Skip to Main Content
Adaptive responses reveal contemporary and future ecotypes in a desert shrubAuthor(s): Bryce A. Richardson; Stanley G. Kitchen; Rosemary L. Pendleton; Burton K. Pendleton; Matthew J. Germino; Gerald E. Rehfeldt; Susan E. Meyer
Source: Ecological Applications. 24(2): 413-427.
Publication Series: Scientific Journal (JRNL)
Station: Rocky Mountain Research Station
PDF: View PDF (618.2 KB)
Related Research Highlights Research to Guide Restoration in Changing Climates
DescriptionInteracting threats to ecosystem function, including climate change, wildfire, and invasive species necessitate native plant restoration in desert ecosystems. However, native plant restoration efforts often remain unguided by ecological genetic information. Given that many ecosystems are in flux from climate change, restoration plans need to account for both contemporary and future climates when choosing seed sources. In this study we analyze vegetative responses, including mortality, growth, and carbon isotope ratios in two blackbrush (Coleogyne ramosissima) common gardens that included 26 populations from a range-wide collection. This shrub occupies ecotones between the warm and cold deserts of Mojave and Colorado Plateau ecoregions in western North America. The variation observed in the vegetative responses of blackbrush populations was principally explained by grouping populations by ecoregions and by regression with site-specific climate variables. Aridity weighted by winter minimum temperatures best explained vegetative responses; Colorado Plateau sites were usually colder and drier than Mojave sites. The relationship between climate and vegetative response was mapped within the boundaries of the species-climate space projected for the contemporary climate and for the decade surrounding 2060. The mapped ecological genetic pattern showed that genetic variation could be classified into cool-adapted and warm-adapted ecotypes, with populations often separated by steep clines. These transitions are predicted to occur in both the Mojave Desert and Colorado Plateau ecoregions. While under contemporary conditions the warm-adapted ecotype occupies the majority of climate space, climate projections predict that the cool-adapted ecotype could prevail as the dominant ecotype as the climate space of blackbrush expands into higher elevations and latitudes. This study provides the framework for delineating climate changeresponsive seed transfer guidelines, which are needed to inform restoration and management planning. We propose four transfer zones in blackbrush that correspond to areas currently dominated by cool-adapted and warm-adapted ecotypes in each of the two ecoregions.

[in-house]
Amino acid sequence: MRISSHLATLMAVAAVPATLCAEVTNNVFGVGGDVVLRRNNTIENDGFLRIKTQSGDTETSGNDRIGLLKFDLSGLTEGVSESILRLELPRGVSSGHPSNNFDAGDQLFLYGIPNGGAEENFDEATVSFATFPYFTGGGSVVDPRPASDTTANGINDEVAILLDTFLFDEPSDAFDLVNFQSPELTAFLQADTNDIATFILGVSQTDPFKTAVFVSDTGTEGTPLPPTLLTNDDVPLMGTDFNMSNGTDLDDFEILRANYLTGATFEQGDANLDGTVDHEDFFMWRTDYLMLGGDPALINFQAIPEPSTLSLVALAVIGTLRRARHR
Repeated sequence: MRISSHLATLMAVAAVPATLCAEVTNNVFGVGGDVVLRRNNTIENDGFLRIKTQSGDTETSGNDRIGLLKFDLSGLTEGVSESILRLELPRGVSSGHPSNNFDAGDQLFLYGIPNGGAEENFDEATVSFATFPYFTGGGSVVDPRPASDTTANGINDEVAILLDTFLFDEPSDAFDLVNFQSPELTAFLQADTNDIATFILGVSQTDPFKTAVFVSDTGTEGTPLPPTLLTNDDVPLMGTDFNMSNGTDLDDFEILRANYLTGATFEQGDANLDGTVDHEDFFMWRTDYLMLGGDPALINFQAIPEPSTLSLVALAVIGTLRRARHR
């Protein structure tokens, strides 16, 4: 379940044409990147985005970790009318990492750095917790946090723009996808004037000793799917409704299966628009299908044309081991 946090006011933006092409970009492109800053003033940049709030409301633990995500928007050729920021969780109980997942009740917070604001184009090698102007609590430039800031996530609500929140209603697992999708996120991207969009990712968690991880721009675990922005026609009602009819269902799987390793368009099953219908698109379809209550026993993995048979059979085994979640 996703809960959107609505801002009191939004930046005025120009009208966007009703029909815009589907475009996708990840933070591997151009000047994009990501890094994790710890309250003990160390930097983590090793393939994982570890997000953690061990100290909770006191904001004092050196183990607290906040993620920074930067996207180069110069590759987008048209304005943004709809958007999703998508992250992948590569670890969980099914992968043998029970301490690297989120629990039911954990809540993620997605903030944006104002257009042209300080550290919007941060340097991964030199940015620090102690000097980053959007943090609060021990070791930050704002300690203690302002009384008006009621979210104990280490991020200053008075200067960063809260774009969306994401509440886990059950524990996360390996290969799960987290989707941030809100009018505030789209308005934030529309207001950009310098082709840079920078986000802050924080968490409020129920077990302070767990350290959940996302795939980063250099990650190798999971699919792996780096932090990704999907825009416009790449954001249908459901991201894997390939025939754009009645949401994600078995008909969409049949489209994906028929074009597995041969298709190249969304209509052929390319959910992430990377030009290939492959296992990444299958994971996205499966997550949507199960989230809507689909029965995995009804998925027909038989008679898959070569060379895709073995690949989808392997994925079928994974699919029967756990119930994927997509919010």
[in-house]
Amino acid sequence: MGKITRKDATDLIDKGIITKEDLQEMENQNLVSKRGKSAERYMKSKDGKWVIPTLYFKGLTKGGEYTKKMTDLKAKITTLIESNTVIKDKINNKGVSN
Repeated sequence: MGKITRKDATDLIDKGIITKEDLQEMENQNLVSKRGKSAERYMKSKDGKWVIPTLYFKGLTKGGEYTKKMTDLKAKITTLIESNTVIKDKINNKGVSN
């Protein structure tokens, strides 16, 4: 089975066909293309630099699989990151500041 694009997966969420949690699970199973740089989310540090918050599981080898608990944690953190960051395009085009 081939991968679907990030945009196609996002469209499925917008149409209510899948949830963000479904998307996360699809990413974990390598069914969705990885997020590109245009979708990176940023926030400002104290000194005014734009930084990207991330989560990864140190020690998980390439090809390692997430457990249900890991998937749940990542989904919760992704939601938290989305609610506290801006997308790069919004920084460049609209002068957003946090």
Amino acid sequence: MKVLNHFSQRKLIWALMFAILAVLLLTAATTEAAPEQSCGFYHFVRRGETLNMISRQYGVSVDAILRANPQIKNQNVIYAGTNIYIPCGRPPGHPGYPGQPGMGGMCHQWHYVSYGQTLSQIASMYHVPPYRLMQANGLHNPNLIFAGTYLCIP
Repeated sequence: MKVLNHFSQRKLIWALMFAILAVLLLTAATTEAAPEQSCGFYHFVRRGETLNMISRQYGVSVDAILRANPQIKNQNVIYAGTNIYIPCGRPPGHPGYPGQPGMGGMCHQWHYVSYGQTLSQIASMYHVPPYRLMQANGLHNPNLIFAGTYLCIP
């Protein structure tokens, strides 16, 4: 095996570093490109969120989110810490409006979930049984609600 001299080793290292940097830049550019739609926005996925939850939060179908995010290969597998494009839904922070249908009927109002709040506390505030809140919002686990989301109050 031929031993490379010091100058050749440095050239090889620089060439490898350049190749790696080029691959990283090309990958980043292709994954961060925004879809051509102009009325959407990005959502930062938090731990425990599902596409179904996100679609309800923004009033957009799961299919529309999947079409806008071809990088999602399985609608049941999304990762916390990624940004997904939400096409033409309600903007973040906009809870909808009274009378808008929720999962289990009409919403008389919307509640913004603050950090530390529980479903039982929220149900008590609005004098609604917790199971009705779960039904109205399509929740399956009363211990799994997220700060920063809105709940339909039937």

- You may send email to email@example.com to request a hard copy of this publication.
- (Please specify exactly which publication you are requesting and your mailing address.)
- We recommend that you also print this page and attach it to the printout of the article, to retain the full citation information.
- This article was written and prepared by U.S. Government employees on official time, and is therefore in the public domain.
CitationRichardson, Bryce A.; Kitchen, Stanley G.; Pendleton, Rosemary L.; Pendleton, Burton K.; Germino, Matthew J.; Rehfeldt, Gerald E.; Meyer, Susan E. 2014. Adaptive responses reveal contemporary and future ecotypes in a desert shrub. Ecological Applications. 24(2): 413-427.
Keywordsassisted migration, blackbrush, climate change, Coleogyne ramosissima, ecological restoration, seed transfer zones
- Science You Can Use Bulletin: Upwardly mobile in the western U.S. desert: Blackbrush shrublands respond to a changing climate
- Blackbrush (Coleogyne ramosissima Torr.): State of our knowledge and future challenges [Chapter 10]
- Coleogyne ramosissima Torr.: blackbrush
XML: View XML